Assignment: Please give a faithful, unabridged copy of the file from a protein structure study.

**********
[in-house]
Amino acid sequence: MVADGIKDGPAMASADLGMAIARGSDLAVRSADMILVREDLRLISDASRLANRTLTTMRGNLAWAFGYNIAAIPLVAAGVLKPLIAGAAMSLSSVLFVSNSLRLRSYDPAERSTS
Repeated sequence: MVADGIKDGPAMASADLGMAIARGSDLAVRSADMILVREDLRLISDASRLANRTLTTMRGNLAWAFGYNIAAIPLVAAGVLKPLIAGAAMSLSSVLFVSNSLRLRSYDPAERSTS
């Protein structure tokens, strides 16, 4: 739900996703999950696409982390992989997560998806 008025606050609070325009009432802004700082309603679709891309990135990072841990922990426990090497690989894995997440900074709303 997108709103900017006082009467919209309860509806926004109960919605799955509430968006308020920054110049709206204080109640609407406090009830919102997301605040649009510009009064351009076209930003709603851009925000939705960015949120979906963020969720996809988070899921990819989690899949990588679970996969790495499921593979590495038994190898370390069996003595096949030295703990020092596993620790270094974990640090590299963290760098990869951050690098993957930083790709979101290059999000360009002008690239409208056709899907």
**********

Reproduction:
[in-house]
Amino acid sequence: MVADGIKDGPAMASADLGMAIARGSDLAVRSADMILVREDLRLISDASRLANRTLTTMRGNLAWAFGYNIAAIPLVAAGVLKPLIAGAAMSLSSVLFVSNSLRLRSYDPAERSTS
Repeated sequence: MVADGIKDGPAMASADLGMAIARGSDLAVRSADMILVREDLRLISDASRLANRTLTTMRGNLAWAFGYNIAAIPLVAAGVLKPLIAGAAMSLSSVLFVSNSLRLRSYDPAERSTS
């Protein structure tokens, strides 16, 4: 739900996703999950696409982390992989997560998806 008025606050609070325009009432802004700082309603679709891309990135990072841990922990426990090497690989894995997440900074709303 997108709103900017006082009467919209309860509806926004109960919605799955509430968006308020920054110049709206204080109640609407406090009830919102997301605040649009510009009064351009076209930003709603851009925000939705960015949120979906963020969720996809988070899921990819989690899949990588679970996969790495499921593979590495038994190898370390069996003595096949030295703990020092596993620790270094974990640090590299963290760098990869951050690098993957930083790709979101290059999000360009002008690239409208056709899907």